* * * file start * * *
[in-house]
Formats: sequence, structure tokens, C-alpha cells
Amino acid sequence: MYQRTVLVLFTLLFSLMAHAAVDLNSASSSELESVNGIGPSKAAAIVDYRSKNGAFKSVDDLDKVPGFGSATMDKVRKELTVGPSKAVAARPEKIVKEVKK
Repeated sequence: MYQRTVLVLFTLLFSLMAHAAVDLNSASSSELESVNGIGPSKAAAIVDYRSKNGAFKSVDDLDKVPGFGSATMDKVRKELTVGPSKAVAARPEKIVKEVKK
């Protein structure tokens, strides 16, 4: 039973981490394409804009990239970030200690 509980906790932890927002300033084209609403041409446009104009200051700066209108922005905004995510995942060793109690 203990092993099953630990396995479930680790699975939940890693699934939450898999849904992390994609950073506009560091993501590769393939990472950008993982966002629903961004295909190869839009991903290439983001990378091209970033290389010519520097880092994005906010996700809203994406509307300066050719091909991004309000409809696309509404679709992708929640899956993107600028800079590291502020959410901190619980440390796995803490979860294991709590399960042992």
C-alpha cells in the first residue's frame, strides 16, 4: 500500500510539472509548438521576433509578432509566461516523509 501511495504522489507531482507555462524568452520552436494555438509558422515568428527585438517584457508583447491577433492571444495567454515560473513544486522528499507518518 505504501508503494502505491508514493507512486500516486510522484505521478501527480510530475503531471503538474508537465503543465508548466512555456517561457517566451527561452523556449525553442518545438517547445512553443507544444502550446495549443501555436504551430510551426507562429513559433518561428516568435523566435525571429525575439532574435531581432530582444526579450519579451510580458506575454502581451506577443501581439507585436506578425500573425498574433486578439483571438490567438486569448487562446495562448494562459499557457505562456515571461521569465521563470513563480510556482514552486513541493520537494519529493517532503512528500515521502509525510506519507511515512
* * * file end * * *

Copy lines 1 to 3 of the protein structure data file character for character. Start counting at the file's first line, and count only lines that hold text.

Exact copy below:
[in-house]
Formats: sequence, structure tokens, C-alpha cells
Amino acid sequence: MYQRTVLVLFTLLFSLMAHAAVDLNSASSSELESVNGIGPSKAAAIVDYRSKNGAFKSVDDLDKVPGFGSATMDKVRKELTVGPSKAVAARPEKIVKEVKK